Are you secretly sabotaging your immune system? Some common lifestyle habits can have a detrimental effect on your ability to fight off infections like colds and flu – as well as your overall resistance to chronic illness.
If so, you need a lifestyle tune-up. Replacing bad health habits with good ones can improve your immune system health. Check the list of immune system boosters and busters to see where you’re doing well – and where you could use some improvement.
It’s almost an annual rite of passage: Winter comes and despite your best
efforts, you catch a cold. In today’s fast-paced world, it’s hard to slow down
for a mere case of the sniffles. Many of us try to work straight through our
colds and hope that, with minimal effort, the symptoms will get better quickly.
Although that may sometimes be the case, it can also happen that pesky cold
symptoms leave us feeling drained for what seems like an eternity.
Cold symptoms can vanish in as
1. Lack of exercise: Sitting at your desk all day can not only make you feel sluggish, it can leave your immune system sluggish, too. Studies show that regular, moderate exercise – like a daily 30 minute walk -- increases the level of leukocytes, an immune system cell that fights infection. When you’re a non-exerciser, your risk of infections -- such as colds -- increase compared to those who exercise.
Being inactive can weaken your immune system indirectly, too. A sedentary lifestyle can interfere with sleep quality at night and can lead to obesity and other problems that increase your risk of illness.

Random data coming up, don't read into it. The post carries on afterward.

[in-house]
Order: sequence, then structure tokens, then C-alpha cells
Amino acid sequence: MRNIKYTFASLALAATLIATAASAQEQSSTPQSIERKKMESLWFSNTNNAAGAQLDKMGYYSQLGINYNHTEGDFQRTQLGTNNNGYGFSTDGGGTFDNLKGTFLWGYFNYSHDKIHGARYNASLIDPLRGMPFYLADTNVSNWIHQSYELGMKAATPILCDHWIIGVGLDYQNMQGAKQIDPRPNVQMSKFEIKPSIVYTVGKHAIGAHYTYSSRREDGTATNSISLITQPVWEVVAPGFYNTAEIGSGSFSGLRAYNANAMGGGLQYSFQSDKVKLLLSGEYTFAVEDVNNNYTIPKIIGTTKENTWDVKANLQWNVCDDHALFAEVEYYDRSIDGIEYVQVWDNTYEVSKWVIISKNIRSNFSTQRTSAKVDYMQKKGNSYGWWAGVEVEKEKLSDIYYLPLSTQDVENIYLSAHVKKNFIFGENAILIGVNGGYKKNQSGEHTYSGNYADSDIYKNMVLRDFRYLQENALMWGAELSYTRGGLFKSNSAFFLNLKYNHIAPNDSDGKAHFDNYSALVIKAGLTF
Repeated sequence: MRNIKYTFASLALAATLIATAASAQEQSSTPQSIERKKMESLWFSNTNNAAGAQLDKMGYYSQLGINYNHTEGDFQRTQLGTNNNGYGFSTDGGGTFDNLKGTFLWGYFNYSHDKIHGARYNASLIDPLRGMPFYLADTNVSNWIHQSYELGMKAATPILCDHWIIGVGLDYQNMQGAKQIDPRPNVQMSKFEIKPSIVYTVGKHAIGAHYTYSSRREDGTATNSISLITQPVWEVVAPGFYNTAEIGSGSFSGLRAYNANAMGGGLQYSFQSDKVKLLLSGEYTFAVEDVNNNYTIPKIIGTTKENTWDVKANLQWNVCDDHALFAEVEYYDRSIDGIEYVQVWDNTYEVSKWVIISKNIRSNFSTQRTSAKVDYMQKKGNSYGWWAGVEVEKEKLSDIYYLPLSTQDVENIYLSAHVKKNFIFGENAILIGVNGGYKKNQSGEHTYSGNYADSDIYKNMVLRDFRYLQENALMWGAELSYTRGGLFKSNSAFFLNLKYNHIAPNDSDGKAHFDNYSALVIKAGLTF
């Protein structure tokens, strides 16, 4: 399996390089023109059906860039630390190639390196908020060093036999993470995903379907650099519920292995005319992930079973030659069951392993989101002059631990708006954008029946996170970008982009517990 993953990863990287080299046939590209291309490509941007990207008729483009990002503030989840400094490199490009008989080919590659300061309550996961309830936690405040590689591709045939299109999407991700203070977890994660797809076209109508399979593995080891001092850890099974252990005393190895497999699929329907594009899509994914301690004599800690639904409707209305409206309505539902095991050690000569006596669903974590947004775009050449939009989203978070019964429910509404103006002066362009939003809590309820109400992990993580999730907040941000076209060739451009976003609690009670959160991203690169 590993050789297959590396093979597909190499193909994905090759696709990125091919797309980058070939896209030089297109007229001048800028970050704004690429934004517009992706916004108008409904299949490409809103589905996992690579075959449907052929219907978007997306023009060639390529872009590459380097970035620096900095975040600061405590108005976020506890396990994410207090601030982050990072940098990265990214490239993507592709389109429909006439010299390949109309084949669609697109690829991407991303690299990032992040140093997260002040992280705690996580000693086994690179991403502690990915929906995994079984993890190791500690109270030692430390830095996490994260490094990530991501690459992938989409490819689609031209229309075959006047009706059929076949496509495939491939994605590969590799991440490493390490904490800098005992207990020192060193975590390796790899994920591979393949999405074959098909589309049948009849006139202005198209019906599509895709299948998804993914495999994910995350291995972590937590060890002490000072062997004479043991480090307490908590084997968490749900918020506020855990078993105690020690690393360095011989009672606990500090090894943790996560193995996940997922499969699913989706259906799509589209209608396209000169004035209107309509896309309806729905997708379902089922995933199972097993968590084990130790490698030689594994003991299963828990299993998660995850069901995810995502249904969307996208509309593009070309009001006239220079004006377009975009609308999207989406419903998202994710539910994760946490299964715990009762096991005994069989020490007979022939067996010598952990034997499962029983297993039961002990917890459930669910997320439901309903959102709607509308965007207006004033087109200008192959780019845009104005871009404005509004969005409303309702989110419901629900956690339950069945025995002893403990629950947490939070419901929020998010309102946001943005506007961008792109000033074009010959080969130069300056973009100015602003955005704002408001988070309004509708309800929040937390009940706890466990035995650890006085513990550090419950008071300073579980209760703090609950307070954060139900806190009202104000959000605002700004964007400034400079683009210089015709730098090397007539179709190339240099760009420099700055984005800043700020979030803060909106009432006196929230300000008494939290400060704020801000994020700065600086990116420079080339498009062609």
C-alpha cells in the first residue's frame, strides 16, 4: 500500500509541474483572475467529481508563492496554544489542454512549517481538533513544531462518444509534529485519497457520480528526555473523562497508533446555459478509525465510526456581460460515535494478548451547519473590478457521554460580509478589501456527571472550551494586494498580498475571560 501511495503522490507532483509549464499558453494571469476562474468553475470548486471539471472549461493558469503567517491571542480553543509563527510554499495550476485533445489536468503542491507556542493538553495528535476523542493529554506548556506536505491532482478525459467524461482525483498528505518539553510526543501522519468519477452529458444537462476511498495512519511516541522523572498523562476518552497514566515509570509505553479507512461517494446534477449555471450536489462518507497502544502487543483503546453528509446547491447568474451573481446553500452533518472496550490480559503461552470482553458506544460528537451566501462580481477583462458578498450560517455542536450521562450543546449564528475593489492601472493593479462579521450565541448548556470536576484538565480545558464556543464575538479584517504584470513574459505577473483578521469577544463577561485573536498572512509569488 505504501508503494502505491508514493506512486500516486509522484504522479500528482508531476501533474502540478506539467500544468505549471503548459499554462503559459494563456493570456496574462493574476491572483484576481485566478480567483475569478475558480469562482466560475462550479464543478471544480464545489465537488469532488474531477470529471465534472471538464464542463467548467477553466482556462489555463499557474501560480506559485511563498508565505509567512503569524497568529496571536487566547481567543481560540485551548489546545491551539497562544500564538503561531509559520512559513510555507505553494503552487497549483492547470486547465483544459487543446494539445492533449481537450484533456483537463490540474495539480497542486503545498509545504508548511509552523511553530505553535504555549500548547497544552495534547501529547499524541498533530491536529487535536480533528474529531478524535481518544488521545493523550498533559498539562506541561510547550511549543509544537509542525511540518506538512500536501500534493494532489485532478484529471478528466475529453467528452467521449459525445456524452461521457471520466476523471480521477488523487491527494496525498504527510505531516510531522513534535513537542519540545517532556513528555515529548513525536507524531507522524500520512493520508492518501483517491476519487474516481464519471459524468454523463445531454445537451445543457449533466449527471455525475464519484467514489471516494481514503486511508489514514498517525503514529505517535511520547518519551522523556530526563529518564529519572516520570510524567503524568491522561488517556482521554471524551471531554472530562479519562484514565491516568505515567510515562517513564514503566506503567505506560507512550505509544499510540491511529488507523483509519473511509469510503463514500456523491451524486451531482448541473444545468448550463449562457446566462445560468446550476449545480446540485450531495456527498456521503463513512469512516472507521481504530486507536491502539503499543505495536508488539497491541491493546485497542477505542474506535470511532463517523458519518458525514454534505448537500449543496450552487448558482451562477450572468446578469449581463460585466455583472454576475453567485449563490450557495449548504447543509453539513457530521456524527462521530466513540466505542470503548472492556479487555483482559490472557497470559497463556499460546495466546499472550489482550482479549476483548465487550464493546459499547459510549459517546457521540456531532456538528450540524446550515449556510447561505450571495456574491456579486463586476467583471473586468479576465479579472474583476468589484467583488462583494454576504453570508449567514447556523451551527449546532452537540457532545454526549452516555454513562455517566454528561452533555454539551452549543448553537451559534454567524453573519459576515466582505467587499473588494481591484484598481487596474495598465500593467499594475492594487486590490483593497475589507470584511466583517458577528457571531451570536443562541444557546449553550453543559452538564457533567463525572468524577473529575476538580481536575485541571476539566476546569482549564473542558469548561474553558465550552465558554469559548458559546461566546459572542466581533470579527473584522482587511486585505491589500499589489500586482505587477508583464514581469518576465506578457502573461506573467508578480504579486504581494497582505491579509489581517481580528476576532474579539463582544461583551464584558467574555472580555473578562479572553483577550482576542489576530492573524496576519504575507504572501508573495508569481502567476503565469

2. Being overweight: Carrying extra weight puts you at risk of developing diseases such as diabetes, cancer, and heart disease. Part of the reason may lie in how excess fat cells in your body affect your immune system.
A high number of fat cells trigger the release of pro-inflammatory chemicals in the body, leading to chronic inflammation. When the inflammation is ongoing, healthy tissues get damaged.
Animal studies also show that being overweight or obese can impair the immune system. For example, studies have shown that obese and overweight mice make fewer antibodies after receiving common vaccinations. Antibodies are a measured immune response to vaccination.
3. Eating foods high in sugar and fat: Consuming too much sugar suppresses immune system cells responsible for attacking bacteria. Even consuming just 75 to 100 grams of a sugar solution (about the same as in two 12-ounce sodas) reduces the ability of white blood cells to overpower and destroy bacteria. This effect is seen for at least a few hours after consuming a sugary drink.
4. Experiencing constant stress: Everyone has some stress in their lives. And short-term stress may actually boost the immune system – the body produces more cortisol to make ''fight or flight'' possible. But chronic stress has the opposite effect. It makes you more vulnerable to illness, from colds to serious diseases. Chronic stress exposes your body to a steady cascade of the stress hormones cortisol and adrenaline, which suppress the immune system.
5. Being socially isolated: Having strong relationships and a good social network is important to your physical health as well as your mental health – and specifically your immune system. Several studies support the idea that people who feel connected to friends – whether it’s a few close friends or a large group – have stronger immunity than those who feel alone. In one study, freshmen who were lonely had a weaker immune response to a flu vaccine than those who felt connected to others. Another recent study found that isolation changed the immune system on a cellular level: Being lonely affected the way some genes that controlled the immune system were expressed.